1. Grab the latest Windows binary of node

  2. Add the path containing node.exe to PATH in Windows system environment variables

  3. Pick one of:

    1. Given that npm is not available for Windows, you can use ryppi, a minimal Python node package manager, to install the coffee-script package. Put ryppi.py in your Python scripts folder.

      cd /d C:\Users\<USERNAME>\  #'node_modules' folder can live here or wherever
      ryppi.py install coffee-script
      
    2. Just download coffee-script from the main site

  4. Add the path\to\coffeescript\bin (containing 'cake' and 'coffee') to your PATH in Windows system environment variables

  5. Make a batch file so you can use 'coffee' from the command line (credit for this) by creating a coffee.bat file in path\to\coffeescript\bin folder above, with this as its contents:

    @pushd .
    @cd /d %~dp0
    @node coffee %*
    @popd
    

    Without this you have to do 'node \path\to\bin\coffee' instead of just 'coffee'.

  6. Try reopening cmd.exe and type...

    coffee --version
    CoffeeScript version 1.1.2  #sweet!
    

    Now you're using the real coffee-script program on node.

  7. Setup the django-compressor precompiler to use coffee.bat:

    COMPRESS_PRECOMPILERS = (
        ('text/coffeescript', 'coffee.bat --compile --stdio'),
    )
    

    I put that in my local_settings.py file. Just leave off the .bat as usual in the settings file used by your Linux production server or development box. Windows wasn't happy without the .bat.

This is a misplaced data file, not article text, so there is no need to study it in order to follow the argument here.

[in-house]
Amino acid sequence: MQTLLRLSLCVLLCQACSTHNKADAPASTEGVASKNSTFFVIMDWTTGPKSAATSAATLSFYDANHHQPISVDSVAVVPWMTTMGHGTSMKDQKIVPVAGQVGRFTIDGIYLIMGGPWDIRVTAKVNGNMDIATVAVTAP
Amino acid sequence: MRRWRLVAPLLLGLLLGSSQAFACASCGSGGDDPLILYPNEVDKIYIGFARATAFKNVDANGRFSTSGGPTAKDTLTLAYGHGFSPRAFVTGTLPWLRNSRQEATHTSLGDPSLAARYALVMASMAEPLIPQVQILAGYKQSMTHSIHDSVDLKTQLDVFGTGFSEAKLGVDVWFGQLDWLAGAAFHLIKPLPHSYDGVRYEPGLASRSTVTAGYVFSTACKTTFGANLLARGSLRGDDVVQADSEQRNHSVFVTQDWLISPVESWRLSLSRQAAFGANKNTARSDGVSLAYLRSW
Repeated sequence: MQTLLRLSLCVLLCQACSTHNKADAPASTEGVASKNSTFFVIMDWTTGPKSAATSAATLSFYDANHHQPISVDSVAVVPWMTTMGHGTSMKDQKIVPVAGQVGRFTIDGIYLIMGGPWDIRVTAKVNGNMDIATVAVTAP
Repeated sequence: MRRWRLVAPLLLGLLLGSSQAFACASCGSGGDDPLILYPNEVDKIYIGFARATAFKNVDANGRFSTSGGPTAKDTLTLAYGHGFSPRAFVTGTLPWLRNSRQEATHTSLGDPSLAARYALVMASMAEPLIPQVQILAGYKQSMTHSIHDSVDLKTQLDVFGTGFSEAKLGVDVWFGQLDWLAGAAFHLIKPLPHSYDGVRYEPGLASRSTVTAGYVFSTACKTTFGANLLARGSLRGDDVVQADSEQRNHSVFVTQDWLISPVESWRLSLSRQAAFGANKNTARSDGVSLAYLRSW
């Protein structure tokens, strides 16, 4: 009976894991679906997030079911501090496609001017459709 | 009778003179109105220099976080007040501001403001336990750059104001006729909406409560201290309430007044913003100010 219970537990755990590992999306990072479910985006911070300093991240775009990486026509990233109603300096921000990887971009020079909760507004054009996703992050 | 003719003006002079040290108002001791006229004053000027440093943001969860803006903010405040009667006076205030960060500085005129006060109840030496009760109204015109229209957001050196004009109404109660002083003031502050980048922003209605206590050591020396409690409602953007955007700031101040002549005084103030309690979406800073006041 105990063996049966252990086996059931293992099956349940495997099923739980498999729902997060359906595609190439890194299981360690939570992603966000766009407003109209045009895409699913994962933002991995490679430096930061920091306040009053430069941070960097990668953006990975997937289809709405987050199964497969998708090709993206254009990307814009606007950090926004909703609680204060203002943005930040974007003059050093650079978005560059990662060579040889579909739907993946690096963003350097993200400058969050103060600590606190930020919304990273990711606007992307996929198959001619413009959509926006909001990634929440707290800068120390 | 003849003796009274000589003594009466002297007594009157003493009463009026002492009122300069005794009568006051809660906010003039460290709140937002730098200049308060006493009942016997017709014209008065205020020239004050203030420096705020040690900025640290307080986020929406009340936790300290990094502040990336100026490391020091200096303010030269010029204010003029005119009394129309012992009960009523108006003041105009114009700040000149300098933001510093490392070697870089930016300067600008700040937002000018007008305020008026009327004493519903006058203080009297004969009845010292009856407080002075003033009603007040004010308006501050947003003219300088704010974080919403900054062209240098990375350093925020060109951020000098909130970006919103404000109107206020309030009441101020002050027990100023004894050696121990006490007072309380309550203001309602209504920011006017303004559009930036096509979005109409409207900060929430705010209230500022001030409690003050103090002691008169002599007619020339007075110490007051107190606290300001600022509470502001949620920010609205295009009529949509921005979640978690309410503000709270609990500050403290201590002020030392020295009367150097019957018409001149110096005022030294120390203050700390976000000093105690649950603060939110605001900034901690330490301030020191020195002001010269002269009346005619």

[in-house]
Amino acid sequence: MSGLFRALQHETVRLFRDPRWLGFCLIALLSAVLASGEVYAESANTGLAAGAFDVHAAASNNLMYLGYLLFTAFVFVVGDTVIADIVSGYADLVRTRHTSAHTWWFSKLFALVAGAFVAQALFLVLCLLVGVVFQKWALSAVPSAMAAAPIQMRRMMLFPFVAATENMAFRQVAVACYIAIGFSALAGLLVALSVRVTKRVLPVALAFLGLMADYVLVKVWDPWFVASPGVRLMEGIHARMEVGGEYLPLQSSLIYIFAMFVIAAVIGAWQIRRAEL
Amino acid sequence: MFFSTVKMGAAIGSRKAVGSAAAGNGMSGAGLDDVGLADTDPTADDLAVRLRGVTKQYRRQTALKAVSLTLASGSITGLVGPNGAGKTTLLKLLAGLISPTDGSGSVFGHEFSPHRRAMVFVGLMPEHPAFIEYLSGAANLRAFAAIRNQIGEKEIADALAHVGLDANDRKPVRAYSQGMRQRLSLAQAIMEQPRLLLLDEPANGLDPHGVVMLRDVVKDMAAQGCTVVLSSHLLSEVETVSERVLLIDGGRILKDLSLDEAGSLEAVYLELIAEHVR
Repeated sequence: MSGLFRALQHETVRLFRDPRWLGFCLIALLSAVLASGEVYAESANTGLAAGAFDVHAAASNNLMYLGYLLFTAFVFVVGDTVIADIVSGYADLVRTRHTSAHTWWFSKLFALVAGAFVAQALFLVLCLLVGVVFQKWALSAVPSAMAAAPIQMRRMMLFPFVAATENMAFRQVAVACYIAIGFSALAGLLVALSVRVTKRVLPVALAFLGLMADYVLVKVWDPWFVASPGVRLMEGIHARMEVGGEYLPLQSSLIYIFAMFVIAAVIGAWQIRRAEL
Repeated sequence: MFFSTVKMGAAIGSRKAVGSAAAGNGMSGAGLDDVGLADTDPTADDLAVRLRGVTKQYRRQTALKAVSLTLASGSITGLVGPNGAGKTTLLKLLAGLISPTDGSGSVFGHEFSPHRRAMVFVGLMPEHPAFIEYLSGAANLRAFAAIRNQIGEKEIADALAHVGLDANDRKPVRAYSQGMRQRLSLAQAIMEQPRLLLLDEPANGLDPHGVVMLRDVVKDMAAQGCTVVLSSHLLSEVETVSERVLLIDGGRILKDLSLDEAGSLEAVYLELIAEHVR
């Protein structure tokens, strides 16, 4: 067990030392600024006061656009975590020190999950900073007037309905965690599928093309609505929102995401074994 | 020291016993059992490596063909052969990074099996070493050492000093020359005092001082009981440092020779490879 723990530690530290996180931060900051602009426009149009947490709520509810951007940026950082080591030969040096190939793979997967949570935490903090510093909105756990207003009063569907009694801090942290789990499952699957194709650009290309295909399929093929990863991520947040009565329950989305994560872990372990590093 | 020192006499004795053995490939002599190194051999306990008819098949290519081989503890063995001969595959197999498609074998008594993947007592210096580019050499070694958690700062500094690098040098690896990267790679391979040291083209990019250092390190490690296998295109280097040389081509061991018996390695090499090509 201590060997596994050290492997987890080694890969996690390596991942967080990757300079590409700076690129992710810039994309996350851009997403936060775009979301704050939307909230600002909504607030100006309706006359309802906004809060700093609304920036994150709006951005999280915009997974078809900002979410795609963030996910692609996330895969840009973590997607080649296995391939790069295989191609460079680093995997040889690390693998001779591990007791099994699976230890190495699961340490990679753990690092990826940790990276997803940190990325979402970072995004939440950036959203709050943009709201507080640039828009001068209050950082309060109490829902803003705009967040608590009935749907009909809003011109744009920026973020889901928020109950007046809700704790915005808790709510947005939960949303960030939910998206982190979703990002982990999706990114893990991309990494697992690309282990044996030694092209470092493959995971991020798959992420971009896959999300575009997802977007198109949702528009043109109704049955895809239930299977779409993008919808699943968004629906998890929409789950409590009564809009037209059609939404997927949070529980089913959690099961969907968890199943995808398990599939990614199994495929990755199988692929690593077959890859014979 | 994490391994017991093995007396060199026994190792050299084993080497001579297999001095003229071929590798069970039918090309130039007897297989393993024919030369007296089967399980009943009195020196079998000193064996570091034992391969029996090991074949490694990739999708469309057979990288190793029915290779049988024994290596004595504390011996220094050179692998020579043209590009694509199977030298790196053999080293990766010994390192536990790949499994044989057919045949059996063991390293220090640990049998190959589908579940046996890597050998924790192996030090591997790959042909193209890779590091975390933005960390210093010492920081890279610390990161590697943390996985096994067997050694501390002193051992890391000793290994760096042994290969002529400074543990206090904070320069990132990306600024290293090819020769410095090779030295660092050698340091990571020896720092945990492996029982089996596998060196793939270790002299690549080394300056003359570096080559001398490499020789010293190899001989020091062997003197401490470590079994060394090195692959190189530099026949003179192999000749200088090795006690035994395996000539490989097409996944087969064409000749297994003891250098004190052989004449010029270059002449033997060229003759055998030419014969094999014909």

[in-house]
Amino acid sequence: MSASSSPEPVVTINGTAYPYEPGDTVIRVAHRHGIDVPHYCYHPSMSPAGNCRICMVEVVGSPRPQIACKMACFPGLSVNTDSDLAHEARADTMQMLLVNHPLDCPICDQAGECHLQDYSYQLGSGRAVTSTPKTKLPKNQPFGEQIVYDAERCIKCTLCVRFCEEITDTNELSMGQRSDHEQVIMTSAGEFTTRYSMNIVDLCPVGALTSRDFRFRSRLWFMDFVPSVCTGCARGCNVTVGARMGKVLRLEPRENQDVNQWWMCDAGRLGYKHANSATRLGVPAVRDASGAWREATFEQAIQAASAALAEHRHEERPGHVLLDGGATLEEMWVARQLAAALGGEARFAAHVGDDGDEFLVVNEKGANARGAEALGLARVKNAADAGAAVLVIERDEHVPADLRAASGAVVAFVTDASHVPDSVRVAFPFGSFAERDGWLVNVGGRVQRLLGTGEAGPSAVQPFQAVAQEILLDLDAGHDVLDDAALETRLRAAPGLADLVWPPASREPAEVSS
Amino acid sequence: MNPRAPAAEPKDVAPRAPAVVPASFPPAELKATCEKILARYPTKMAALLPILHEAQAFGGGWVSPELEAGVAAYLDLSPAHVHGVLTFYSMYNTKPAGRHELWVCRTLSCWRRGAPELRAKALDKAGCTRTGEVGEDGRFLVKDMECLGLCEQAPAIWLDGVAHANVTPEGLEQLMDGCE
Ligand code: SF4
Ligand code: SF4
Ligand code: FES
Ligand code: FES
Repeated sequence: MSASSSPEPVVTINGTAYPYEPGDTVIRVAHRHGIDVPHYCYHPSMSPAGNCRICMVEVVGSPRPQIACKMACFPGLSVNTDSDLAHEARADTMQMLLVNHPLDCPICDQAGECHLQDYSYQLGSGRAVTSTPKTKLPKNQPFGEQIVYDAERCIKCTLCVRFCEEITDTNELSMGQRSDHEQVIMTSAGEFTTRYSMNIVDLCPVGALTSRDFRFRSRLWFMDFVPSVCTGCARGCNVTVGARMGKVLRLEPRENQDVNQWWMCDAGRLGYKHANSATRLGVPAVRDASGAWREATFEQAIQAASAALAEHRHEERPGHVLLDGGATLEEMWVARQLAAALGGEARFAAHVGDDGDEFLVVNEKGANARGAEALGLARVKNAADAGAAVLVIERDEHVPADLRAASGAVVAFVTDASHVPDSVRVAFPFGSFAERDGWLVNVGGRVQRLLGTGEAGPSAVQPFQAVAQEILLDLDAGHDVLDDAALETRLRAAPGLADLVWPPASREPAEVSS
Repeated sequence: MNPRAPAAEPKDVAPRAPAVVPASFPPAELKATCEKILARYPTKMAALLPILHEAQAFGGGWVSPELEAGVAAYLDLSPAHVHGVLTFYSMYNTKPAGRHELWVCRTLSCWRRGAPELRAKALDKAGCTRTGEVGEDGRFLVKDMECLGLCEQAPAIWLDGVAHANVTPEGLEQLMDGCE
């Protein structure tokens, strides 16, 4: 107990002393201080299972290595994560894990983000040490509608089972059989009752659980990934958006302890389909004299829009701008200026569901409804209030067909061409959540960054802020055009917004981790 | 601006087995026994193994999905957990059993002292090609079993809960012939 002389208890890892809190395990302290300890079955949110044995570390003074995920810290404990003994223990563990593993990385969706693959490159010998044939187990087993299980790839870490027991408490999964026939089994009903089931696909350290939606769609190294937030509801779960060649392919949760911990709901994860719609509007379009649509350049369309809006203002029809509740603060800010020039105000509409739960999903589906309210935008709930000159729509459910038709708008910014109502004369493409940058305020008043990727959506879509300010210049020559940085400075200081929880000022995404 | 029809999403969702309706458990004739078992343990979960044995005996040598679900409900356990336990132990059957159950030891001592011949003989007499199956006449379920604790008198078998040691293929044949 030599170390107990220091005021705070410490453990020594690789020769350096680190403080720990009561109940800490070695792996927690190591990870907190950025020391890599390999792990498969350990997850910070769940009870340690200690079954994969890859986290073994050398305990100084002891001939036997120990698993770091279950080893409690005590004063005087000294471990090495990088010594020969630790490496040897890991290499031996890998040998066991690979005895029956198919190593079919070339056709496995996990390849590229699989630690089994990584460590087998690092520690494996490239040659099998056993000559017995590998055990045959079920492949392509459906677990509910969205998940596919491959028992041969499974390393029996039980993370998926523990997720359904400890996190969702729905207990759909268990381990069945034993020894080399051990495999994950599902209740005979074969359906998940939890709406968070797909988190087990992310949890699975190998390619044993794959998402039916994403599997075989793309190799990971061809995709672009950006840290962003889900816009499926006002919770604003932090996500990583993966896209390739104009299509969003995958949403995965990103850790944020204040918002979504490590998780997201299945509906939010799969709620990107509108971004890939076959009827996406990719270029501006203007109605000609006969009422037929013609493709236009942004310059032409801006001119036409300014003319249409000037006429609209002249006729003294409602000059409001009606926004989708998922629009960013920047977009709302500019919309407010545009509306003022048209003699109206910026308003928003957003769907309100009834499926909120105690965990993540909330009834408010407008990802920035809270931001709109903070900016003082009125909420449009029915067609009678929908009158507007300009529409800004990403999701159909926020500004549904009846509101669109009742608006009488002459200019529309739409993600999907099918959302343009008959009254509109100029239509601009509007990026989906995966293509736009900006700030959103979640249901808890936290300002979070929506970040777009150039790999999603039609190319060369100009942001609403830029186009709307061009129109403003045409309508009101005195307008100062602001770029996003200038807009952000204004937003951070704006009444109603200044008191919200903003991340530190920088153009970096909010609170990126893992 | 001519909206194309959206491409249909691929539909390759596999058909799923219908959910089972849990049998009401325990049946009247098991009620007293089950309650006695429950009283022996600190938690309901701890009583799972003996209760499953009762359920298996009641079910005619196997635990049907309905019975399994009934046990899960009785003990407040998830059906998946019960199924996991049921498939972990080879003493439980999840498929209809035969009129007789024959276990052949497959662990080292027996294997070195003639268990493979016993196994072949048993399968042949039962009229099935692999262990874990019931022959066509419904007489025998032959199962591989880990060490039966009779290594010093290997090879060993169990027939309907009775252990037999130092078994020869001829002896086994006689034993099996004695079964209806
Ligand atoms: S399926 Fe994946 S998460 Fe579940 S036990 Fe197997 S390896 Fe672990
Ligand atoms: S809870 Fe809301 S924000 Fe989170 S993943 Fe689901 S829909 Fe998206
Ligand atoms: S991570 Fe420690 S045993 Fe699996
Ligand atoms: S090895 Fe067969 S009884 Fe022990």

8. Profit!

    Now you can use inline CoffeeScript in your Django templates, and have it automatically compiled to javascript and combined with all your other scripts into a single compressed .js file. I'll leave details of using django-compressor to it's documentation.

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1  
That is a seriously awesome answer, thanks. –  Tom Jan 25 '12 at 19:00
    
This approach is very nice, except that the created javascript files have timestamped filenames even when compress is not enabled, which makes it difficult to set breakpoints in the debugger. Or do you have this problem at all? –  sellonen Jan 19 at 21:54
    
This answer is brilliant, twice. Do you have any blog posts on using the two together? –  Robert Grant Jul 21 at 9:51
    
Why would you go through all this when you can use django-pipeline or Django Static Precompiler?! –  Gezim Sep 8 at 14:33
    
When you say "all this" you might be looking at the original answer, which took a little bit of work. The answer is now essentially - use django-compressor. It works for me. Other apps do similar things, as you've learned. –  Andrew Swihart Oct 18 at 13:28

This looks promising to me: http://pypi.python.org/pypi/django-coffeescript/

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You can use one of these CoffeeScript compilers.

Some of them support file system watching, like the official node package. So you can start a console and do

coffee -c src/ -o /bin --watch 

and all the coffeescript files in src will be automatically recompiled when they change. You don't need any special integration with django, although it might be nice.